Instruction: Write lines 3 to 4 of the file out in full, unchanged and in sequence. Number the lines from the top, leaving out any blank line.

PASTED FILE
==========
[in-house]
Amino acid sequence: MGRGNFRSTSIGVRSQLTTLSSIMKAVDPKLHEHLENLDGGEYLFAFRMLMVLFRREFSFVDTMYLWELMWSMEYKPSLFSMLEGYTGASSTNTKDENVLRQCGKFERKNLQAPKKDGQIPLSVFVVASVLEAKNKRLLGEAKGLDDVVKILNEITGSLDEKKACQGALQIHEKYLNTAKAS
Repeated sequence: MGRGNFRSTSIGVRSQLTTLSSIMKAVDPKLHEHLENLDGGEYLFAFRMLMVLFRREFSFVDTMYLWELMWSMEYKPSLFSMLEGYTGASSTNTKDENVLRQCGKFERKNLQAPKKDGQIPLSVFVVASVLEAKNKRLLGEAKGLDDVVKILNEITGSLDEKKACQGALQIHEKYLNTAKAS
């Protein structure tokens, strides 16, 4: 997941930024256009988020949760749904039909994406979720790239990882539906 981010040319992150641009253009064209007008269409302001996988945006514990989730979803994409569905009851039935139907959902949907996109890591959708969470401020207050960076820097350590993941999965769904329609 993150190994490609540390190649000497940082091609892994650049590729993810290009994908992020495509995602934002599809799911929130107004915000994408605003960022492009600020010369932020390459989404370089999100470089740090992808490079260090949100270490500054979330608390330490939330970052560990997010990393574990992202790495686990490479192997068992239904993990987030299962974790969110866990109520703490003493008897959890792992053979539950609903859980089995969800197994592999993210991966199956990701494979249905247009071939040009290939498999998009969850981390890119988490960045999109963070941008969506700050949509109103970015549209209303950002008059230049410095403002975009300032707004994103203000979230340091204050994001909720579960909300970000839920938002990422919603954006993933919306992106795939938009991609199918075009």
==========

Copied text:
Repeated sequence: MGRGNFRSTSIGVRSQLTTLSSIMKAVDPKLHEHLENLDGGEYLFAFRMLMVLFRREFSFVDTMYLWELMWSMEYKPSLFSMLEGYTGASSTNTKDENVLRQCGKFERKNLQAPKKDGQIPLSVFVVASVLEAKNKRLLGEAKGLDDVVKILNEITGSLDEKKACQGALQIHEKYLNTAKAS
């Protein structure tokens, strides 16, 4: 997941930024256009988020949760749904039909994406979720790239990882539906 981010040319992150641009253009064209007008269409302001996988945006514990989730979803994409569905009851039935139907959902949907996109890591959708969470401020207050960076820097350590993941999965769904329609 993150190994490609540390190649000497940082091609892994650049590729993810290009994908992020495509995602934002599809799911929130107004915000994408605003960022492009600020010369932020390459989404370089999100470089740090992808490079260090949100270490500054979330608390330490939330970052560990997010990393574990992202790495686990490479192997068992239904993990987030299962974790969110866990109520703490003493008897959890792992053979539950609903859980089995969800197994592999993210991966199956990701494979249905247009071939040009290939498999998009969850981390890119988490960045999109963070941008969506700050949509109103970015549209209303950002008059230049410095403002975009300032707004994103203000979230340091204050994001909720579960909300970000839920938002990422919603954006993933919306992106795939938009991609199918075009």